HAMNET Report 10th September 2023


I cannot start this bulletin off without a brief tribute to Pierre Tromp ZS1HF, whose key went silent this week at a relatively young age after a chronic illness. Pierre was roped in to resuscitate and head the HAMNET division in the Western Cape by Bud Voortman, ZS1B, then Chairman of the Cape Town Radio club, in the late 90’s.

Pierre had a lot of experience with communications, both on VHF and HF, and developed the new HAMNET Manual which we used to train all prospective members here. He rapidly built a membership, and organized training events which solidified the Western Cape’s division into a dependable organization.

His military experience, his links with part-time military signalers, and his experience gained by doing long stays on Marion and Gough Islands, increased his knowledge of HF band conditions and expectations of successful propagation, which he put to use in advising HAMNET members thereafter.

He moved to Worcester, where he did his bit to keep a group of active hams enthusiastic about Emcomms, as well as contributing to the upkeep of repeaters in his area, in association with the Western Cape Repeater Working Group. In Worcester, he built up a communications business, supplying and advising on radios, antennas, coaxial cables and guying mechanisms.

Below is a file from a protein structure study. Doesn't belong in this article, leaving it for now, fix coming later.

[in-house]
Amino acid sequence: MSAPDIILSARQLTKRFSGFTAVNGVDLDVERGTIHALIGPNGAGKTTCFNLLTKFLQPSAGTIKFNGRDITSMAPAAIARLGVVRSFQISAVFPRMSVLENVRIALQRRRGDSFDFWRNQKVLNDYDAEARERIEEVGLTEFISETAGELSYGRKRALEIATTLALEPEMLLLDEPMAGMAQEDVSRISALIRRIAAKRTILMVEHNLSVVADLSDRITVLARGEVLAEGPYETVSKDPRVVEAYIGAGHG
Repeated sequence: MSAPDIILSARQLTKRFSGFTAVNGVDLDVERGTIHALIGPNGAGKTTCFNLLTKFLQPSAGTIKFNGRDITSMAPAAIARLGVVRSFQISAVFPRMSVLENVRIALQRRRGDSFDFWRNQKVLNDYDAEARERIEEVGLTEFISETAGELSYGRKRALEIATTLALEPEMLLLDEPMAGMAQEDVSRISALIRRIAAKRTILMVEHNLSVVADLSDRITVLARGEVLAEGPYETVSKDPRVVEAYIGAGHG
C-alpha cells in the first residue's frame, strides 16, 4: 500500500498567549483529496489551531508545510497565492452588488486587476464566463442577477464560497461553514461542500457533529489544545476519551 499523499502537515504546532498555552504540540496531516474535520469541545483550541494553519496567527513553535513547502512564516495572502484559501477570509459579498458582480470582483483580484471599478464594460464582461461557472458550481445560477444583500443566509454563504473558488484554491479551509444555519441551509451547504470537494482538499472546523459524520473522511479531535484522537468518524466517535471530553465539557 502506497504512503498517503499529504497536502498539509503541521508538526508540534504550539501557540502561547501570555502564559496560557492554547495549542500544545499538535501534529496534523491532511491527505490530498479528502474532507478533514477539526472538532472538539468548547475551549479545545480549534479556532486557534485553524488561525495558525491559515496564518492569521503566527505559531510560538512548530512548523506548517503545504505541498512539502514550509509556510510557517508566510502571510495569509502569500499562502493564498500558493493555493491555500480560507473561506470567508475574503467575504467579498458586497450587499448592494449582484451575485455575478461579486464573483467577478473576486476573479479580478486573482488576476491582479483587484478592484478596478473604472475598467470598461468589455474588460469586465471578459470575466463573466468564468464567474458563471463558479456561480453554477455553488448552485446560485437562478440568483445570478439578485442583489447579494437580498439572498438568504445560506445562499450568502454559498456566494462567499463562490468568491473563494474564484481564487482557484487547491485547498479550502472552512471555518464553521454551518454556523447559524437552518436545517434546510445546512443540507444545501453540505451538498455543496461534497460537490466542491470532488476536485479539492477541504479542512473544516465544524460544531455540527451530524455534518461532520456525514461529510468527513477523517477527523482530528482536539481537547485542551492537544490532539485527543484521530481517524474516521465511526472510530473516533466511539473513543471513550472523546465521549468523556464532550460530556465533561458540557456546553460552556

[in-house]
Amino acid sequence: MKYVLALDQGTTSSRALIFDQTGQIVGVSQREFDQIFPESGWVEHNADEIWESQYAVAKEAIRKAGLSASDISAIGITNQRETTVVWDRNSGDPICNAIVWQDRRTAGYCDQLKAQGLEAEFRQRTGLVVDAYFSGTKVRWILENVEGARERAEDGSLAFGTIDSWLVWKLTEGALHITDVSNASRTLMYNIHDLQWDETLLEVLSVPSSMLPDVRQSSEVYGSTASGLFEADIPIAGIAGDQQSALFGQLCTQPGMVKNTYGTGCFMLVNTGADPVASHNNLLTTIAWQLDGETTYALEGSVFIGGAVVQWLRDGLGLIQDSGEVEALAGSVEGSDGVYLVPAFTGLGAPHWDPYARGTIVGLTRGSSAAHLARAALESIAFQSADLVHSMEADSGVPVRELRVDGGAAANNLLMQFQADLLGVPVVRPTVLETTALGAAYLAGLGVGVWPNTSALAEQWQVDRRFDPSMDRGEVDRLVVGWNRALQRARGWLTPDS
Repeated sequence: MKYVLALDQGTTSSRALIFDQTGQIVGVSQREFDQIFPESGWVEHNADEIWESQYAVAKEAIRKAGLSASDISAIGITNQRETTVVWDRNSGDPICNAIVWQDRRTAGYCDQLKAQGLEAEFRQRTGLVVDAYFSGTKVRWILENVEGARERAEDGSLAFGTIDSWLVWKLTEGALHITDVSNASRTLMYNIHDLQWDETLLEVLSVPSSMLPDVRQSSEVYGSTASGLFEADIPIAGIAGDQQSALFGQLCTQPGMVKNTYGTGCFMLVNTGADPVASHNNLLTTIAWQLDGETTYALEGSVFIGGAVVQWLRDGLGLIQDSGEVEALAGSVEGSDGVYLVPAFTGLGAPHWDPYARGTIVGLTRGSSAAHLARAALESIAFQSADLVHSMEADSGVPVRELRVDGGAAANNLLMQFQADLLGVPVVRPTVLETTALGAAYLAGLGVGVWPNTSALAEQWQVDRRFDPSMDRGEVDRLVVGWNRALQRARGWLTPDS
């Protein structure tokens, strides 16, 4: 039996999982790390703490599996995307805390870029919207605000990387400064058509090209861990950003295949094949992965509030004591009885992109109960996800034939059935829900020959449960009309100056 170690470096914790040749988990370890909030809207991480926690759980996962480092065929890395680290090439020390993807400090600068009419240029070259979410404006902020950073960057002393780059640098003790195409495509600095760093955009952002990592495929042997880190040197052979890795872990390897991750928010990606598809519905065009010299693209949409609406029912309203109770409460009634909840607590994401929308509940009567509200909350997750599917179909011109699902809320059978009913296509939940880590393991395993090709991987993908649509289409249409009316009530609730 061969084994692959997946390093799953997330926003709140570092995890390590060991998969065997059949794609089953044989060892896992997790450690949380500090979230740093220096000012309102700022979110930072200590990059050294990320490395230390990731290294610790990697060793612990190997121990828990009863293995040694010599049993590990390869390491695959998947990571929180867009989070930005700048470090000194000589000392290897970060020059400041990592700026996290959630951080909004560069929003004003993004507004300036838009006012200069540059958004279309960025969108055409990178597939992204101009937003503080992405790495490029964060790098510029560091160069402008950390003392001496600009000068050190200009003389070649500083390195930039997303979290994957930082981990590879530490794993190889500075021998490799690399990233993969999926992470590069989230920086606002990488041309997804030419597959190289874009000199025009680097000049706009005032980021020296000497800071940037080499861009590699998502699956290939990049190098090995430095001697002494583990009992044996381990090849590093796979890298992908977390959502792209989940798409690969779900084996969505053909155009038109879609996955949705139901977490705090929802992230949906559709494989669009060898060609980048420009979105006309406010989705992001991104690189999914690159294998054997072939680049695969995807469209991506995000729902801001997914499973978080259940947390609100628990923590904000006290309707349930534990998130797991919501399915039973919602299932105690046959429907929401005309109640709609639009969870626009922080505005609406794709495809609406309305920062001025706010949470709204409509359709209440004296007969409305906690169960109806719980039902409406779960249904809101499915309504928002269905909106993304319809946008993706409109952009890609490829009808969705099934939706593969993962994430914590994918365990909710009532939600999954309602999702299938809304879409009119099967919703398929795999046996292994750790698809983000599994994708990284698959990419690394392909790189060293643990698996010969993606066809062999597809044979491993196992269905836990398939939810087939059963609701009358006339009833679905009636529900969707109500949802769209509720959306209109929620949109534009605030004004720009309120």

He leaves his wife, Louise, ZS1ONI, and his children from his first marriage. Our deepest sympathies are conveyed to his surviving family.

GDACS is very busy this week, reporting on 4 mini-cyclones, and one flood, not to mention many earthquakes of magnitude less than 5, and one big one in Morocco. The big Cyclones we referred to last week have mostly dissipated, but Green alerts are out for Tropical Cyclones LEE and MARGOT in the Atlantic, presumably in the region of the Caribbean, but threatening no-one at the moment, and JOVA in the Eastern Pacific, also nowhere near land yet. Tropical Cyclone YUN-YEUNG, however, is in the northwest Pacific and is currently aimed at Japan. Watch this space.

John AE5X, writing in his blogspot, says that he has modified the magnetic base of his mobile antenna to accept radials.

Previously, whenever activating from the car, he either used no radials at all (10-20m) or connected one radial to the [radio’s] rear panel ground lug (when on 30/40m).

But ideally, radials should be at the base of the antenna.

The “mod” simply involved drilling a hole in the plastic base of the magnetic antenna. He did this from the bottom of the mount, up through the metal plate to which the coax shield is internally connected.

A 6mm bolt then extends through the hole, allowing him to secure a spade lug to which radials can be attached, along with a [tunable base coil such as] Wolf River coil (for 40m).

Two of the radials, each a 1/4-wave long on 40m, are now part of the mobile set-up.

Spots into Europe on 40m several hours before his sunset seem to suggest it works well enough, as do the faster autotune times of the tuner.